The following tip is provided courtesy of Wayne Maples. Visit his site at NT tip site. As Wayne mentions in his introduction to the tip, it does fall slightly into the hacking realm, but, since this particular tip requires physical access
This tip is certainly in the hacking or hacker realm, but the information is readily available on the Internet. I will lay out a technique to recover the Administrator's password in NT and methods to impede the inappropriate use of these tools by hacker types. There are other ways to do this, but the one here is the easiest.
There are Linux boot disks that have NT file system drivers and software that will read the registry and rewrite the password hashes for any account including the Administrators. It is as simple as:
- Shutdown or turnoff the PC.
- Put the book disk in the PC and reboot.
- Respond to the Linux prompts.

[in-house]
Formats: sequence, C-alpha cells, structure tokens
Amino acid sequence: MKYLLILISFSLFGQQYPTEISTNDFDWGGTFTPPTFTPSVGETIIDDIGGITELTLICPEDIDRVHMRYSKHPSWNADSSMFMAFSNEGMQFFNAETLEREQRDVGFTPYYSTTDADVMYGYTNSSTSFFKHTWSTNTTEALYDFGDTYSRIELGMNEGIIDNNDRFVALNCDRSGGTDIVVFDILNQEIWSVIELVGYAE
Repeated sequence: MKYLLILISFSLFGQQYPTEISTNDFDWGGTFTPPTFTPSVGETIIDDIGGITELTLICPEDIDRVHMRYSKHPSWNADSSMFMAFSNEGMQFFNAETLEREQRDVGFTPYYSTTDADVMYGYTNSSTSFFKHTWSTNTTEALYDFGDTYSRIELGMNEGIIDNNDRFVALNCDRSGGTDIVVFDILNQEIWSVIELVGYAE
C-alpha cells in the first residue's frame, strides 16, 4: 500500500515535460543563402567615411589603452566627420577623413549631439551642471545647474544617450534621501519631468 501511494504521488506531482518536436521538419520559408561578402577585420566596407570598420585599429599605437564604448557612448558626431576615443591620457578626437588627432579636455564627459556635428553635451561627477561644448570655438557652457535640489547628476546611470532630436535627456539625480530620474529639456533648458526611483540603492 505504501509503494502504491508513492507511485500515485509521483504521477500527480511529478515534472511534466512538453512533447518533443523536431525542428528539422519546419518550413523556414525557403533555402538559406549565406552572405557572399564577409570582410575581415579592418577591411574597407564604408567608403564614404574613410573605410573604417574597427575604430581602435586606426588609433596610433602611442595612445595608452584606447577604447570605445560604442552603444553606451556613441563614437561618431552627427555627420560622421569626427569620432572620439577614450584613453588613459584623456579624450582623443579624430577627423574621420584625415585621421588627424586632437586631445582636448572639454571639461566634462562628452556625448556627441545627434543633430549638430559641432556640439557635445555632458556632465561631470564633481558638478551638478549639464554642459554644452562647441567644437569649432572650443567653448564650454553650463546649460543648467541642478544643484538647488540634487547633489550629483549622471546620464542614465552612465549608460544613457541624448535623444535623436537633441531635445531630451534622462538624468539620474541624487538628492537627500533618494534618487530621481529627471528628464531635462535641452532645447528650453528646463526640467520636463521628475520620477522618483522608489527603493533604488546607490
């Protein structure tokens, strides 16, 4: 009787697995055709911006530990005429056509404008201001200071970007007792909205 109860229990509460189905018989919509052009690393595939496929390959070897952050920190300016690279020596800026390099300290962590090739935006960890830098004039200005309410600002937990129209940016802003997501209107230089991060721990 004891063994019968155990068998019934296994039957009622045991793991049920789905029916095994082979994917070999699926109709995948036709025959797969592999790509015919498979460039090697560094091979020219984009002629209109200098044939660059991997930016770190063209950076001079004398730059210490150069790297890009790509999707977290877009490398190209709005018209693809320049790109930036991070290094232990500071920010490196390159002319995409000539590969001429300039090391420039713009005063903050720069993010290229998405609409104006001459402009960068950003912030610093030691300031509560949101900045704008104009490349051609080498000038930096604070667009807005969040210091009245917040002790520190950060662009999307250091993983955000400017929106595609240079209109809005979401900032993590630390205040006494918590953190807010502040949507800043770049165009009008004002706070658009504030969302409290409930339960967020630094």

- Select the account whose password hash needs to be rewritten & enter a new password.
- Reboot and access using the new password.
I have seen the Linux boot disks fail primarily on SCSI-based boxes when the boot disk did not have the proper SCSI driver or when there was some problem detected in the SCSI setup. I have also seen PCs on which the Linux boot disk works but the SAM seems to be invisible to Linux (although its in its standard location, and later access with NTFSDOS allows it to be copied).
Since this method will allow anyone to change the administrator password for an NT system, physical security of systems becomes paramount. Some methods to improve physical security include:
- Lock the PC up.
- Enable power-on passwords.
- Lock PC cases.
- Set the BIOS to boot from the hard disk, not from floppy.
- Remove the floppy and lock the case.
- Apply Microsoft's syskey to encrypt the hashes.
Note: Use this information at your own risk. Any attempt to circumvent an operating system's normal security can be disastrous. If you are really, really stuck - this tip may be for you.
To read this tip in it's entirety click here.
This was first published in May 2000